German Authorities Sold $14 Million in Seized Cryptos Over Price Fears

Prosecutors in Germany have made an emergency sale of cryptocurrencies seized in two investigations due to concerns over price volatility.

AccessTimeIconMay 29, 2018 at 10:00 a.m. UTC
Updated Sep 13, 2021 at 7:59 a.m. UTC
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Concerns over high price volatility have prompted prosecutors in Germany to make an emergency sale of seized cryptocurrencies worth over €12 million (around $14 million).

Local news source Der Tagesspiegel reported Monday that Bavarian prosecutors ordered the sale on Feb. 20. At the time, bitcoin's price had rebounded to nearly $10,000 after hitting a yearly low of $5,947 on Feb. 6, according to CoinDesk's Bitcoin Price Index.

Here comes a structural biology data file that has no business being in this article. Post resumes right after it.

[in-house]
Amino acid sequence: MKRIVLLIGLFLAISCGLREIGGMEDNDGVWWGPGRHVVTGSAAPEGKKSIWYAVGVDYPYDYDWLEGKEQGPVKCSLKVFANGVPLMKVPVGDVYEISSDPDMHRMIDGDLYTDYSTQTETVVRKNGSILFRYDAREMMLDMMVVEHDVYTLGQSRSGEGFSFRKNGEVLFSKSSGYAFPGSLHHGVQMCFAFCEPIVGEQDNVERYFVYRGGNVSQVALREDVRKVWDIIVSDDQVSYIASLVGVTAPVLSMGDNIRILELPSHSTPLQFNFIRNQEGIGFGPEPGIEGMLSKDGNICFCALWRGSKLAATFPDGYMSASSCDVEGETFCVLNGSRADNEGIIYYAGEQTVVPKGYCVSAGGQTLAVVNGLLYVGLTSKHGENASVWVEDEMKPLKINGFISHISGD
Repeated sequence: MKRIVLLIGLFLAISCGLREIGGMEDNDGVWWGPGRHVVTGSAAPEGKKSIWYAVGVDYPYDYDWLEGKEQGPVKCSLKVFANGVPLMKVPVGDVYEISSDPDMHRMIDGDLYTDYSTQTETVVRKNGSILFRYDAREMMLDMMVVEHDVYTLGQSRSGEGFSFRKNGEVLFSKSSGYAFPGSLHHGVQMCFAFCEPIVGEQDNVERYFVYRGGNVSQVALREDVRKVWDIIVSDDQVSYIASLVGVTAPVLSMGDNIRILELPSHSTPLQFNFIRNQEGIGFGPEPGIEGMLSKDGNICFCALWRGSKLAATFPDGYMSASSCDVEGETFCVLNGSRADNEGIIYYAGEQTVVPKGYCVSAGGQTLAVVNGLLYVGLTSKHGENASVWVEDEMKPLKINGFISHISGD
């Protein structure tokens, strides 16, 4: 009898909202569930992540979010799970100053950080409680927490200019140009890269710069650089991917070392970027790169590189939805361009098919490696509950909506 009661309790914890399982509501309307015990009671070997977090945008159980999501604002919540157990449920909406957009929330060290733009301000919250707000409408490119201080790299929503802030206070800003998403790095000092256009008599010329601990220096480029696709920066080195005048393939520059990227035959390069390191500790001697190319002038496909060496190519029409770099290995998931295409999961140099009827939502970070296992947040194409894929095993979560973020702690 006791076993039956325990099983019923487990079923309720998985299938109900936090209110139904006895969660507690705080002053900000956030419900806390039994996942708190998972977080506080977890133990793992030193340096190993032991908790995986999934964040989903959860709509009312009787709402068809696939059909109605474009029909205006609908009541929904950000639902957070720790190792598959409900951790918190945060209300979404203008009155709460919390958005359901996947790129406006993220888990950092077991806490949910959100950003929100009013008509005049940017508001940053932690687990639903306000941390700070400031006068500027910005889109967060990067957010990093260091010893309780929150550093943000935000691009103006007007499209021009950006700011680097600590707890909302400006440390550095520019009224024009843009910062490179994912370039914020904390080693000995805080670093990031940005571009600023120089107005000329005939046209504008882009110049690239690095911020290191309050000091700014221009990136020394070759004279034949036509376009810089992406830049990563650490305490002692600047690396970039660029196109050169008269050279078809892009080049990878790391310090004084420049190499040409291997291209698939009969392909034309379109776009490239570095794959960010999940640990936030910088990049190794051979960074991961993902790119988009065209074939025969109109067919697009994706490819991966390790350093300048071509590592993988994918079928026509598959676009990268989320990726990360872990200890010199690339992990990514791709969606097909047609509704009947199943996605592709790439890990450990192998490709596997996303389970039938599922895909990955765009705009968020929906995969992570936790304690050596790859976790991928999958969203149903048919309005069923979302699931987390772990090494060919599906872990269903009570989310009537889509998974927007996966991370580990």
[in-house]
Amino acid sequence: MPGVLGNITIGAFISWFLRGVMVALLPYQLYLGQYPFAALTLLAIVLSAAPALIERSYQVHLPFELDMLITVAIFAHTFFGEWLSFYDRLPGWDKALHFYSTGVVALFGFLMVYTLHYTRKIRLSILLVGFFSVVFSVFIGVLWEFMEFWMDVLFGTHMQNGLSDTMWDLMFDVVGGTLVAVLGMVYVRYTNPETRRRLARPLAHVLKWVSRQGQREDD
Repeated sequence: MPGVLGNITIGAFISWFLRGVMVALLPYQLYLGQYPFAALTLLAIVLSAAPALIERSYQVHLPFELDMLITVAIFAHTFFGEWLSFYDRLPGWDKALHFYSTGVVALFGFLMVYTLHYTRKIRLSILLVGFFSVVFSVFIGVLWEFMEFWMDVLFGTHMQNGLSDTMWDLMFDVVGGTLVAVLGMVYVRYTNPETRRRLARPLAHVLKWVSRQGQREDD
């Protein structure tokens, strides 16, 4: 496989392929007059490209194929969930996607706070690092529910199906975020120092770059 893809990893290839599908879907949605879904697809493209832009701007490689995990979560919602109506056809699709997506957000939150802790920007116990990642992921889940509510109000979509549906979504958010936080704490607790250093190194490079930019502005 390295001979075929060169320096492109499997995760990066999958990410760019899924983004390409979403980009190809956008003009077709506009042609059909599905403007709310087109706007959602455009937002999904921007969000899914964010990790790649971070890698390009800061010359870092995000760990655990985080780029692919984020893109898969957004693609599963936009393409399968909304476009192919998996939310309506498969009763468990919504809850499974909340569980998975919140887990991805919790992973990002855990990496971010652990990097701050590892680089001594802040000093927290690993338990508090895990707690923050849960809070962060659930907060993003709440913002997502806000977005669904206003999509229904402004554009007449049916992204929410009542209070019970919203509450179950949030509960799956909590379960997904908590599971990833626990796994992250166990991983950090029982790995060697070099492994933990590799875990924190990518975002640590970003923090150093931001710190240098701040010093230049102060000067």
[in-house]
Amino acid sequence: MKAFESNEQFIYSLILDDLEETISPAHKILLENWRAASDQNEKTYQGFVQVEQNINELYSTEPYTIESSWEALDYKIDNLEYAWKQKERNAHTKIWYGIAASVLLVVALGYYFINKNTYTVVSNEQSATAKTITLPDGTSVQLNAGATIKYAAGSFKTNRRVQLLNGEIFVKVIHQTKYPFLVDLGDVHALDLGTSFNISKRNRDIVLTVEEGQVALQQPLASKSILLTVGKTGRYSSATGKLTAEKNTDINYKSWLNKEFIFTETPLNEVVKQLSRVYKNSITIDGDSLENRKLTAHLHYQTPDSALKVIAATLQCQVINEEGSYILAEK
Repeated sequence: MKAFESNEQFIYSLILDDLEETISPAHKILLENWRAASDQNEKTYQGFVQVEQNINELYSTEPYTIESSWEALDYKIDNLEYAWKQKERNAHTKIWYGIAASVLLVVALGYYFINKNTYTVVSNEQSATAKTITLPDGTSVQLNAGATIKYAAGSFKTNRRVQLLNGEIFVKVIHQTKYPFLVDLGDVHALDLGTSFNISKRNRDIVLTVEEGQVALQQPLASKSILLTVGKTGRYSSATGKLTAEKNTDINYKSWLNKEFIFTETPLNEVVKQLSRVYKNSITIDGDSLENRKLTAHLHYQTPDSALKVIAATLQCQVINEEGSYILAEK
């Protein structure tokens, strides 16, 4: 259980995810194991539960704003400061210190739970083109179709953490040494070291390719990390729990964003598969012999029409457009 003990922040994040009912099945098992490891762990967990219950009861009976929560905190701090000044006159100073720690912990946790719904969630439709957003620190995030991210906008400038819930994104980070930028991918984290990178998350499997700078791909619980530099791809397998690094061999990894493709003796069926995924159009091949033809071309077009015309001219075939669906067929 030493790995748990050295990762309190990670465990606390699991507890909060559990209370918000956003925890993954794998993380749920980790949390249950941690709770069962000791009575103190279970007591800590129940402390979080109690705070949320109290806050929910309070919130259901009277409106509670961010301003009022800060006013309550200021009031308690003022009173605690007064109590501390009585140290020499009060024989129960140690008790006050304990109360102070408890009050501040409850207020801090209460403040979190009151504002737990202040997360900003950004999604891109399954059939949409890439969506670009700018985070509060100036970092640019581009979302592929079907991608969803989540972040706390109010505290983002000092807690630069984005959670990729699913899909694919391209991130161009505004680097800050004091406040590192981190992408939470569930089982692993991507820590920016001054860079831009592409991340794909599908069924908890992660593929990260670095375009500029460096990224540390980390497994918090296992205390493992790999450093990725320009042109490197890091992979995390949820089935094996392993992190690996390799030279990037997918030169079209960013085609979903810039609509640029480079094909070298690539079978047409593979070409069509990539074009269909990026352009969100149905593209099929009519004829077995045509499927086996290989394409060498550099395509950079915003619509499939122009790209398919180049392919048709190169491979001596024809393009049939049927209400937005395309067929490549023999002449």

Taking nearly two months to complete, the sale reportedly disposed of 1,312 bitcoins, 1,399 bitcoin cash, 1,312 bitcoin gold and 220 ether via over 1,600 transactions on a German trading platform.

The cryptocurrencies were all seized during two ongoing investigations being conducted by Bavarian cybercrime agencies. Although the prosecutor has not yet brought charges in the two cases, German legislation allows for emergency sales if assets seized in ongoing investigations face an immediate threat of loss of value, according to the report.

"Since all cryptocurrencies are exposed to the risk of high price fluctuations or even total loss, the Bayern Central Office of Cybercrime ordered an emergency sale," the state prosecutors explained in the report.

Following the sale, the office has yet to determine how to handle the proceeds, since it remains unclear whether the prosecutor will move forward with the investigations.

At the end of last year, the Central Office of Cybercrime in Germany's Hesse state also made a notable sale of 126 bitcoins confiscated over several years through investigations on the darknet. At the time, bitcoin's price was around its all-time-high at $20,000, which resulted in proceeds of nearly $2.3 million, according to an earlier report from Der Tagesspiegel.

German police image via Shutterstock


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